Wardrobe Quandary?…Shop the Closet
I recently enjoyed a birthday celebration trip to NYC and as it was just a long weekend trip, I didn’t obsess about wardrobe–until the night before. And then–I panicked!
A note about my daily wardrobe: I am retired and live on a Lake in Midwest USA. Summer weather is hot and humid. On any given day I will probably be in the garden, on the beach, on the Lake. My go-to wardrobe is a t-shirt/swimsuit top, shorts and flipflops. If I need to go ‘to the store’, will switch out t-shirts, trade shorts for capri pants, and hose down the feet before slipping on sandals.
However, I do have a ‘work’ wardrobe that hasn’t been updated in the four years since I retired. It also includes several–well, Many–pieces that can only be classified as Vintage. I just can’t let go. And now I’m glad I haven’t.
Fortunately, I remembered reading a blog about Shopping Your Closet. The tag line is: ‘Outside every closet is a woman who thinks she’s got nothing to wear.’
So here I am, standing in front of my closet…
Issey Miyake Vogue 2271
Eventually pulled out a pea-green Issey Miyake jacket from 1999.
Please forgive the photo color inconsistency; a difficult color to photograph. True color is closer to the photo on the right.
That particular jacket was made in 1999 from an Issey Miyake Vogue pattern, 2271, now OOP and didn’t find on Etsy or eBay.
The jacket got used everyday in NYC , either worn in air conditioned buildings or stuffed in my tote.
Have been a fan of Issey Miyake since Vogue launched the Individualist patterns in 1984.
In the 90’s, Marcy Tilton was doing Pattern Reviews for Threads Magazine and I was asked to try the pattern and report. However, the pattern had not been published so received a croquis printed on 10# white paper (or heavier) and no sewing guide–see Croquis photo above. The pattern was available by the time the article published, Issue #83, June/July 1999.
Luckily I had a bit of sewing experience and could figure out the bellows pockets; however, the notch in the collar back took consultation with several sew buddies.
Happened to have many yards of the pea-green crinkled nylon (I think it’s nylon; sure acts like it) and used it to make a muslin which turned out to be a wearable jacket. The fabric makes for a rain-resistant and travel-friendly garment. Have never ironed and launders beautifully.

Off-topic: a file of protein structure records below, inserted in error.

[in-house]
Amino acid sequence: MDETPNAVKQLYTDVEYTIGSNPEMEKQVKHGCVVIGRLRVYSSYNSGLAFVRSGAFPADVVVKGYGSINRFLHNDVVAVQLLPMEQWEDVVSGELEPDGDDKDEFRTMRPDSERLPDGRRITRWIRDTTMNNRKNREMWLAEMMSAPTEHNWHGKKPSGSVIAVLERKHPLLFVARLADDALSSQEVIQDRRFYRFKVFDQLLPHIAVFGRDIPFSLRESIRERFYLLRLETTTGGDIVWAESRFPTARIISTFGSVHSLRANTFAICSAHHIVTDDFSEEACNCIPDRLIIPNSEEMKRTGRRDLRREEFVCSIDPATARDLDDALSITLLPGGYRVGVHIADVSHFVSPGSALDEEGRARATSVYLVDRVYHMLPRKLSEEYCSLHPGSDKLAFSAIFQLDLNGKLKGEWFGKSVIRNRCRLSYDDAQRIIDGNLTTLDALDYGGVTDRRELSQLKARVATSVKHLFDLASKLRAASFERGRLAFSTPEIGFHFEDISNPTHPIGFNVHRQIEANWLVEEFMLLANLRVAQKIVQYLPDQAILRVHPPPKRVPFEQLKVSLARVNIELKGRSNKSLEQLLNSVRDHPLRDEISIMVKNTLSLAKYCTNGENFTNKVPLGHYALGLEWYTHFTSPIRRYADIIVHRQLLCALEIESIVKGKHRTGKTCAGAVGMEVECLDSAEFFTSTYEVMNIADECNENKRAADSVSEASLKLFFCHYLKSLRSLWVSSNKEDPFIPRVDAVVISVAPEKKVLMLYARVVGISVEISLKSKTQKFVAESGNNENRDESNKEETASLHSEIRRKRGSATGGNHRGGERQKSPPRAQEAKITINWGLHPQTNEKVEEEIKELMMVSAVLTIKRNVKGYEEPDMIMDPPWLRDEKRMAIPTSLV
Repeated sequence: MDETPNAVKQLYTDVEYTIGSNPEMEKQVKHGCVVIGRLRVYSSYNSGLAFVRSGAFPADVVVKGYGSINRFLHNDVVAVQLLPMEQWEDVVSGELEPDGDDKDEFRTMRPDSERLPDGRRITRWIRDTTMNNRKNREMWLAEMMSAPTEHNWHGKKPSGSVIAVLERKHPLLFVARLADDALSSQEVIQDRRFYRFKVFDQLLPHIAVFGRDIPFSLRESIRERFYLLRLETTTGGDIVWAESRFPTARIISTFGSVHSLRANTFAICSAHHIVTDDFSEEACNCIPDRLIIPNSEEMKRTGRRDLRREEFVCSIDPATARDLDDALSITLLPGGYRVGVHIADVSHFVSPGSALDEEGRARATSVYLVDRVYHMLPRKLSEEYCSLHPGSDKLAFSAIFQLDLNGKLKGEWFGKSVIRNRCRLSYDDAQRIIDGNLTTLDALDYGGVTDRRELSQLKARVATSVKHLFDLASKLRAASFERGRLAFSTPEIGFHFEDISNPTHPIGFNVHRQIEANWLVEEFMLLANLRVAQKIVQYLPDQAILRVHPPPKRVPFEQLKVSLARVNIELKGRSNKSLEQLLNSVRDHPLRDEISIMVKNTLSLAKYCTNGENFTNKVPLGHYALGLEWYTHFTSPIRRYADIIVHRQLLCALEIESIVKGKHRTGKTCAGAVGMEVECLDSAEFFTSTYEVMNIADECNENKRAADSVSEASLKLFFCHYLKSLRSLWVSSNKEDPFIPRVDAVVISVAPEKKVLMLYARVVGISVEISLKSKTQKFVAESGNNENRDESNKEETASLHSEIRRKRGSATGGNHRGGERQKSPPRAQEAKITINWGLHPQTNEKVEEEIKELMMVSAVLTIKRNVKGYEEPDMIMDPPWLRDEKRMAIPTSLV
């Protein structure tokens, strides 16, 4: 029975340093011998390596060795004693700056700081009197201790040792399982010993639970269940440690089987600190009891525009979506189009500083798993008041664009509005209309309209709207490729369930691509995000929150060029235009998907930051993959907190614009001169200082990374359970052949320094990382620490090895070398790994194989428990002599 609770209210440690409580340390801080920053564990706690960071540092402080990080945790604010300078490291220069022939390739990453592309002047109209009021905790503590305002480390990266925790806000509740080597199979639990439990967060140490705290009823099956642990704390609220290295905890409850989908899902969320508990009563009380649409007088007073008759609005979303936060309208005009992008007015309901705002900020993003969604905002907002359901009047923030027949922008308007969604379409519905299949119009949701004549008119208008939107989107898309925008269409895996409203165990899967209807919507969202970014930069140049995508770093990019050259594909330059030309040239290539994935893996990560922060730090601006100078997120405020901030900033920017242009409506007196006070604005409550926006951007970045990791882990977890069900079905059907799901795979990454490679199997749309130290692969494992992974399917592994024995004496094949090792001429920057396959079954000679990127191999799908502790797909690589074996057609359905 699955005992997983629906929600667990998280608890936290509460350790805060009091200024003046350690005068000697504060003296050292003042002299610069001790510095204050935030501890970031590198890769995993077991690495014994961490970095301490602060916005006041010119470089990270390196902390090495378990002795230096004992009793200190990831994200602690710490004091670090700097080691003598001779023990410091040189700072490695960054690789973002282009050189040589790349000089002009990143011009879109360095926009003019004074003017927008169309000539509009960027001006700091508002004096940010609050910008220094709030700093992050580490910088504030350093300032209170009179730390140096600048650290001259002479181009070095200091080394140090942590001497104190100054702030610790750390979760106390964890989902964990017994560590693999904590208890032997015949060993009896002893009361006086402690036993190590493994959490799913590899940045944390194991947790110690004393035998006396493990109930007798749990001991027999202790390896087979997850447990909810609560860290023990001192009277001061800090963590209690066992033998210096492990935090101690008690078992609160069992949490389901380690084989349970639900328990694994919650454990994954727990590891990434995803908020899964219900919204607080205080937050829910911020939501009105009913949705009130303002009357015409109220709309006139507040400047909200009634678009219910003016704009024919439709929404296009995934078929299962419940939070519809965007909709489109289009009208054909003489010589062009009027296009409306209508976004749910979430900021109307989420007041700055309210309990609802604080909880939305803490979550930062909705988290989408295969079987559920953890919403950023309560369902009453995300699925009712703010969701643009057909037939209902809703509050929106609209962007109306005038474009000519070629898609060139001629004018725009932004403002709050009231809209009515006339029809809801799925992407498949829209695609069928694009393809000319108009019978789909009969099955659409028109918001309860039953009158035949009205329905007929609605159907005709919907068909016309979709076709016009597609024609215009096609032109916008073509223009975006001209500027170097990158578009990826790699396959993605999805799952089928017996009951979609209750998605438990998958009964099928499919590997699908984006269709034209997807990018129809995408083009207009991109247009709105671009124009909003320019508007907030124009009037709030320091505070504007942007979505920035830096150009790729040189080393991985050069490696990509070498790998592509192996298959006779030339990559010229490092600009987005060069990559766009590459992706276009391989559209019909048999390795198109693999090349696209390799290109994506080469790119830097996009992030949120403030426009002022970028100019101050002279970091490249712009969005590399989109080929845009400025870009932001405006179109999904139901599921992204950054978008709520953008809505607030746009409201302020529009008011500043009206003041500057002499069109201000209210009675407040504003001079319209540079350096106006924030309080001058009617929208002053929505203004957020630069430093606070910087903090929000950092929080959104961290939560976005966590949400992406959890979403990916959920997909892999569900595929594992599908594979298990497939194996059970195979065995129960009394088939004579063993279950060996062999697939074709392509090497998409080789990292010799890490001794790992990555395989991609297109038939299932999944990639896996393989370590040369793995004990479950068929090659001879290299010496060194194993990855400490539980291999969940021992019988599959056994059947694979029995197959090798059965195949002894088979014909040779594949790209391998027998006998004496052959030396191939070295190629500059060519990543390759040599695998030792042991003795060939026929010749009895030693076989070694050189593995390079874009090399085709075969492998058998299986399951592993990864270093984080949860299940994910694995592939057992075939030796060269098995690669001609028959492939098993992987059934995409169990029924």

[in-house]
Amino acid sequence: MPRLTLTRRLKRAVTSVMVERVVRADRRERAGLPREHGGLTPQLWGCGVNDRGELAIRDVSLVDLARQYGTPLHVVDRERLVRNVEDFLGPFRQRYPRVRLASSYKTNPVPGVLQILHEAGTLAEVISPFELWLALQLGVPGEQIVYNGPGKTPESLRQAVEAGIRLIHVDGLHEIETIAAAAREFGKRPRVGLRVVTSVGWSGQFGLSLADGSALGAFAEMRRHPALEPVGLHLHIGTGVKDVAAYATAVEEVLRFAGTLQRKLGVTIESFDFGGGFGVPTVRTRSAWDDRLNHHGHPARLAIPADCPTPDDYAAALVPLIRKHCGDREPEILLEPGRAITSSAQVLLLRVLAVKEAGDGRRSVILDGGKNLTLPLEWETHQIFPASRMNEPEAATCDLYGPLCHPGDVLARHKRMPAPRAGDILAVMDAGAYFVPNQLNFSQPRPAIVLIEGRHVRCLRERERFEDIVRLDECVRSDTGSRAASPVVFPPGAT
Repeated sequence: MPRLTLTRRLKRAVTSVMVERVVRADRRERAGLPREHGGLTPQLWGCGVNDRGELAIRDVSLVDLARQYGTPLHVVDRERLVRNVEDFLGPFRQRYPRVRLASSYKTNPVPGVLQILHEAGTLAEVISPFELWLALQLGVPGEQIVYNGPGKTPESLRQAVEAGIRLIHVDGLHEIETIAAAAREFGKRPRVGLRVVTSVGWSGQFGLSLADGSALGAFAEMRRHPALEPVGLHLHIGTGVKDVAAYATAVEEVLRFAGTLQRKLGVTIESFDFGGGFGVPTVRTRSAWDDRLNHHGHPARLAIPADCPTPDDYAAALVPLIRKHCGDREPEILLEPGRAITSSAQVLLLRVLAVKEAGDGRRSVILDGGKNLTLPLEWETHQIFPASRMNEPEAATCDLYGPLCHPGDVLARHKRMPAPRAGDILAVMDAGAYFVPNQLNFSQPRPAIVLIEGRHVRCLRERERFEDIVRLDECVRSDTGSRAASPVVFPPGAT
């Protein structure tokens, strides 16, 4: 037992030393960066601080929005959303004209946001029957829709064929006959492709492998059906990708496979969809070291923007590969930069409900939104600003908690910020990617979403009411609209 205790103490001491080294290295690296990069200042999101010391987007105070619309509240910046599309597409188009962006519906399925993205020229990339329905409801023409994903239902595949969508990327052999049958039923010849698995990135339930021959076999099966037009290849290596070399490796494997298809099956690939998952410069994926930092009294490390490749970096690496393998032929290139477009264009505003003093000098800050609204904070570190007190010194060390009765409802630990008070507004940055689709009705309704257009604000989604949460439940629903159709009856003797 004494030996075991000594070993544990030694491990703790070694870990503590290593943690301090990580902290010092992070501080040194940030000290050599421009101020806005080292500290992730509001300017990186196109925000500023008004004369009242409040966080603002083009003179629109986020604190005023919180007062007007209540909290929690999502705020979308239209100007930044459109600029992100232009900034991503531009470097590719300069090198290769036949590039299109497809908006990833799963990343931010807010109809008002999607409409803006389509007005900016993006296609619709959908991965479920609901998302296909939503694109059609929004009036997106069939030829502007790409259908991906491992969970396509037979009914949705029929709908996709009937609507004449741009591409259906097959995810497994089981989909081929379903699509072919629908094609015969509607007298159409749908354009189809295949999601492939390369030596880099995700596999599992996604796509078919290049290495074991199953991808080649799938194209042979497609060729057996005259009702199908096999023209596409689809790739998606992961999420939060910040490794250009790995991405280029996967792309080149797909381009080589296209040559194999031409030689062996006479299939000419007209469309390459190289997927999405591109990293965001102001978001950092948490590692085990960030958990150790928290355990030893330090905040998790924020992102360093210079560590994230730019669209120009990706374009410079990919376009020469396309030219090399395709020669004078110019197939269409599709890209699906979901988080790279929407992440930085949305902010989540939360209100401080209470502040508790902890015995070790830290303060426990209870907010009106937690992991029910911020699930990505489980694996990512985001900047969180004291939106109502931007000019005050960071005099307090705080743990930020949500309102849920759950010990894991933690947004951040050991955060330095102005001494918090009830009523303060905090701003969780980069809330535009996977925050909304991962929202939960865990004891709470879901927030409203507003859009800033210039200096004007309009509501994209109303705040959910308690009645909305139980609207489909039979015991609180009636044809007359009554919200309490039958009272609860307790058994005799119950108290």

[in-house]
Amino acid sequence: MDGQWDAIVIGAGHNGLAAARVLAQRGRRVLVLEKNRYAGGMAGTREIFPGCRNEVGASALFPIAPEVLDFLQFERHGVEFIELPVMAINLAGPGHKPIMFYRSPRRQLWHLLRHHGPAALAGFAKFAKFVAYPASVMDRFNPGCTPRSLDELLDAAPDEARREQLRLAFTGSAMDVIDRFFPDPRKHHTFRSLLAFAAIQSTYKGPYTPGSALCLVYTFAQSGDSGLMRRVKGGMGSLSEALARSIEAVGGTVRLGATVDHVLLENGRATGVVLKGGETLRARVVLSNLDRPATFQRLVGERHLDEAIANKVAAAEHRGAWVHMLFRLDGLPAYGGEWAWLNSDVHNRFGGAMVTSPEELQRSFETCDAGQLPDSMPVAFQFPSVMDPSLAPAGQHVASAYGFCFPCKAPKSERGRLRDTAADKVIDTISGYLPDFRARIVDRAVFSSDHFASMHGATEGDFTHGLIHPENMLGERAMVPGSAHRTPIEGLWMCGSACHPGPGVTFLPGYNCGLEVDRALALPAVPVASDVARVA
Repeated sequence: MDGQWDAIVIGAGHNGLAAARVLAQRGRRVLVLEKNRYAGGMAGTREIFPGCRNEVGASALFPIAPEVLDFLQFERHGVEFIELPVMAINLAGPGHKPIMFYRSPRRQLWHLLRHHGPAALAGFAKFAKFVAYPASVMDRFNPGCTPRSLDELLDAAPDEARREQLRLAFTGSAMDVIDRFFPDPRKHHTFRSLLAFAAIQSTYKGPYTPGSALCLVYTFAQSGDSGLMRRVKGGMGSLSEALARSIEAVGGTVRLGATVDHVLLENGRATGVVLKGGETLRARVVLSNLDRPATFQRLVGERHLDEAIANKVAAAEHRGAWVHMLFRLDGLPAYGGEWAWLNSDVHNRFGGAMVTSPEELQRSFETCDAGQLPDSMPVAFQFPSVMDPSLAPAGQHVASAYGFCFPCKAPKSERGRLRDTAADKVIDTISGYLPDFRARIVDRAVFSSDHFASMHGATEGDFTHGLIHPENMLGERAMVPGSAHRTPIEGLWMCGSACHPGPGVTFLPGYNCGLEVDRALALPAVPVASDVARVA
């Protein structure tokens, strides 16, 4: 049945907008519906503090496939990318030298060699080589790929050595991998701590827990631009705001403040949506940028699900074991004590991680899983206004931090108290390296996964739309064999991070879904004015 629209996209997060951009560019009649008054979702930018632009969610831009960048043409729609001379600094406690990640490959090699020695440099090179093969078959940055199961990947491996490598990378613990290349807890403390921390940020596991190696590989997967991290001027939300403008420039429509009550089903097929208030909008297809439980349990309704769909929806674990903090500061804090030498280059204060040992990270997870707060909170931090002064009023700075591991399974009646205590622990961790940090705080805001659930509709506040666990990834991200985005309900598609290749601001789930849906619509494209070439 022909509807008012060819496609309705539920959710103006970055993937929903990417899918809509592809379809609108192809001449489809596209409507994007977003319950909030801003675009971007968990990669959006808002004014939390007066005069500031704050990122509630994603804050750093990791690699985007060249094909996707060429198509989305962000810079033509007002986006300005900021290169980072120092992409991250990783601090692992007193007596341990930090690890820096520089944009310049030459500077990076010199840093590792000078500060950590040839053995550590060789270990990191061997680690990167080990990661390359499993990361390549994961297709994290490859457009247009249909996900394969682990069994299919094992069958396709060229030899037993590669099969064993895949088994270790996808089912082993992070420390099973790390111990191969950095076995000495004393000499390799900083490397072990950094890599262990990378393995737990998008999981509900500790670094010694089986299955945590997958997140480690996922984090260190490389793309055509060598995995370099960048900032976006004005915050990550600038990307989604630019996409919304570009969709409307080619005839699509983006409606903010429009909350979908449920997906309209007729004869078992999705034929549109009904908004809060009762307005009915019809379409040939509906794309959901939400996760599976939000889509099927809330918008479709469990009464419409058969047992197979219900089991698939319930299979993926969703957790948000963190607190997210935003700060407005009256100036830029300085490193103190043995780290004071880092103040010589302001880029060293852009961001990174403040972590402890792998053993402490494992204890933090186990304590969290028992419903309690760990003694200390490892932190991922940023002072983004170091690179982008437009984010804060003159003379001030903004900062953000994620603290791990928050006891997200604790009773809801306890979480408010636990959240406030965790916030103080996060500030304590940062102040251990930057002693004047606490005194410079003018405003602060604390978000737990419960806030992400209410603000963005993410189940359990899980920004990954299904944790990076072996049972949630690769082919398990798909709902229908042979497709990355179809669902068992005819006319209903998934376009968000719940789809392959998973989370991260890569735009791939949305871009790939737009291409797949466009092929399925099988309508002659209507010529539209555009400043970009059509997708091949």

The only changes I made was to cut two garments and sew together for a self-lined jacket–perfect for this light-weight fabric. The soft fabric drape is also perfect for the extended shoulder and the voluminous pockets. Wouldn’t recommend the pockets for anything over a B bra cup.
Issey Miyake Vogue 1575
Out of Sight, Out of Mind
The next garment I fished out of an under-bed drawer is another Issey Miyake 1575 from 1985.
Hadn’t worn forever and couldn’t remember how to tie it on. Thanx to my daughter and WiFi as it took two of us and Google to get dressed for a night on the town.
TIP: don’t suggest going shirtless as it moves around as it is worn.
Fabric is a heavy slubbed linen/poly blend, in black. Again, different lighting makes some of the photos appear to be navy.
A Permanently Pleated Fabric Dress
The third garment is more recent–within the past 12 years. The fabric is permanently pleated silk in two coordinating designs. The top waist band is the wrong side of the skirt fabric.
It’s the perfect travel dress as it’s a twist/roll and pack, shake out and wear garment.
Don’t recall what pattern was used, probably hacked.
At the time this was sewn, couldn’t find any patterns for using pleated fabrics so just winged it based on what I had seen in RTW.
- Let fabric relax on cutting table; do not stretch out pleats as the ease from the pleats will be removed.
- Size–draped on my body; didn’t want to stretch out the pleats but should just skim the body.
- Do not stretch fabric flat when sewing or the seam/hem will be rippled. I wanted a smooth seam (at Top band) and hem (skirt). Sample, Sample, Sample.
- For a rippled hem, I’d recommend a serger rolled-hem done while stretching the fabric flat.
- Bonus–lengthwise seams disappear within the pleats.
- The skirt is a fabric width with elastic waist as determined above
- Top–armhole and neckline is finished with a narrow zigzag and turned under 1/4″ and hand tacked in place.
- Top Waistband–a strip of the skirt fabric folded right-sides-together, ends finished, stitched to top with 1/2″ seam allowance. Finished ends are overlapped slightly at center front.
- Skirt Hem–raw edge finished with narrow zigzag, turned up about 1.5″ to add some weight to the bottom, and gently hand-tacked in place without stretching the pleats flat.
With these three items from my closet, I was very well-dressed everywhere I went. AND, I didn’t need to sew or buy anything just for this trip.
Happy shopping from your closet. Let me know how it works for you?
On the Draft Board
Check back for an upcoming article on a a sewing pattern designed specifically for pleated fabric.
And all about my tote worn with the Issey garments. This is the one thing I did purchase prior to the trip.